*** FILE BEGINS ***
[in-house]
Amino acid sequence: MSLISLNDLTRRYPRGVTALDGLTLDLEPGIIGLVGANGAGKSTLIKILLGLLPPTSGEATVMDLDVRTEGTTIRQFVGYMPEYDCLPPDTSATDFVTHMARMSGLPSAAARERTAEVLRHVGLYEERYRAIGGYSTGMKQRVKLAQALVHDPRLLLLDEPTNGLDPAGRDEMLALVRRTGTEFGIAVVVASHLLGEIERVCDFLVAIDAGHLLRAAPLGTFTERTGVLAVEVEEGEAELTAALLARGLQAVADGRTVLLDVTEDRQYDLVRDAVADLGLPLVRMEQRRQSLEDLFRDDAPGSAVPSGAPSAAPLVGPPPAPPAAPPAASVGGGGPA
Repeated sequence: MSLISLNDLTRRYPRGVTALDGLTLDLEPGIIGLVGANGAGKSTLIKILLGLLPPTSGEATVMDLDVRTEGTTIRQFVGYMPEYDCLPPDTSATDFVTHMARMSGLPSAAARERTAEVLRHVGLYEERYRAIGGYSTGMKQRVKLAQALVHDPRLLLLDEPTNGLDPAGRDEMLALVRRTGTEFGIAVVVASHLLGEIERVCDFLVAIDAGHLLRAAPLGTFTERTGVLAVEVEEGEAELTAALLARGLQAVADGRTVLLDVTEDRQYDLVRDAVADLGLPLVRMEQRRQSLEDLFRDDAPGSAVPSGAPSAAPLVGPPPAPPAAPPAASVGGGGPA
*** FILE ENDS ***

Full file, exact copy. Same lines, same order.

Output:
[in-house]
Amino acid sequence: MSLISLNDLTRRYPRGVTALDGLTLDLEPGIIGLVGANGAGKSTLIKILLGLLPPTSGEATVMDLDVRTEGTTIRQFVGYMPEYDCLPPDTSATDFVTHMARMSGLPSAAARERTAEVLRHVGLYEERYRAIGGYSTGMKQRVKLAQALVHDPRLLLLDEPTNGLDPAGRDEMLALVRRTGTEFGIAVVVASHLLGEIERVCDFLVAIDAGHLLRAAPLGTFTERTGVLAVEVEEGEAELTAALLARGLQAVADGRTVLLDVTEDRQYDLVRDAVADLGLPLVRMEQRRQSLEDLFRDDAPGSAVPSGAPSAAPLVGPPPAPPAAPPAASVGGGGPA
Repeated sequence: MSLISLNDLTRRYPRGVTALDGLTLDLEPGIIGLVGANGAGKSTLIKILLGLLPPTSGEATVMDLDVRTEGTTIRQFVGYMPEYDCLPPDTSATDFVTHMARMSGLPSAAARERTAEVLRHVGLYEERYRAIGGYSTGMKQRVKLAQALVHDPRLLLLDEPTNGLDPAGRDEMLALVRRTGTEFGIAVVVASHLLGEIERVCDFLVAIDAGHLLRAAPLGTFTERTGVLAVEVEEGEAELTAALLARGLQAVADGRTVLLDVTEDRQYDLVRDAVADLGLPLVRMEQRRQSLEDLFRDDAPGSAVPSGAPSAAPLVGPPPAPPAAPPAASVGGGGPA